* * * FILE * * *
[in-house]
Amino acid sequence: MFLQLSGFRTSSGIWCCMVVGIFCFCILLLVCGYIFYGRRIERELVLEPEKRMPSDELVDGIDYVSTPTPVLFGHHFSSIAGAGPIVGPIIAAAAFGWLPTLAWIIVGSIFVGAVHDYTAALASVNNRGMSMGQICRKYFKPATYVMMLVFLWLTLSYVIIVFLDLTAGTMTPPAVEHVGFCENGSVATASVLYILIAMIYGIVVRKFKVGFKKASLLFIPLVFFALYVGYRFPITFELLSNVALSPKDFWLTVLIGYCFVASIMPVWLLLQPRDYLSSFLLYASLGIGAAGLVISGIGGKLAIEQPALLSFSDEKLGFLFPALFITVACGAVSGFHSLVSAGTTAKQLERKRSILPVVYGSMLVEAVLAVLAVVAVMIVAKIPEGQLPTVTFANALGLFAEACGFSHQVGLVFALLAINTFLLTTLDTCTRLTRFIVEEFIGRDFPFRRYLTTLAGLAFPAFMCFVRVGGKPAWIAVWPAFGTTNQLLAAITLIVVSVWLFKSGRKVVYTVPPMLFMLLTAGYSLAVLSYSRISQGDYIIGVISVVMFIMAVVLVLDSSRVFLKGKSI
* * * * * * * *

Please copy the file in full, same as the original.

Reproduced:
[in-house]
Amino acid sequence: MFLQLSGFRTSSGIWCCMVVGIFCFCILLLVCGYIFYGRRIERELVLEPEKRMPSDELVDGIDYVSTPTPVLFGHHFSSIAGAGPIVGPIIAAAAFGWLPTLAWIIVGSIFVGAVHDYTAALASVNNRGMSMGQICRKYFKPATYVMMLVFLWLTLSYVIIVFLDLTAGTMTPPAVEHVGFCENGSVATASVLYILIAMIYGIVVRKFKVGFKKASLLFIPLVFFALYVGYRFPITFELLSNVALSPKDFWLTVLIGYCFVASIMPVWLLLQPRDYLSSFLLYASLGIGAAGLVISGIGGKLAIEQPALLSFSDEKLGFLFPALFITVACGAVSGFHSLVSAGTTAKQLERKRSILPVVYGSMLVEAVLAVLAVVAVMIVAKIPEGQLPTVTFANALGLFAEACGFSHQVGLVFALLAINTFLLTTLDTCTRLTRFIVEEFIGRDFPFRRYLTTLAGLAFPAFMCFVRVGGKPAWIAVWPAFGTTNQLLAAITLIVVSVWLFKSGRKVVYTVPPMLFMLLTAGYSLAVLSYSRISQGDYIIGVISVVMFIMAVVLVLDSSRVFLKGKSI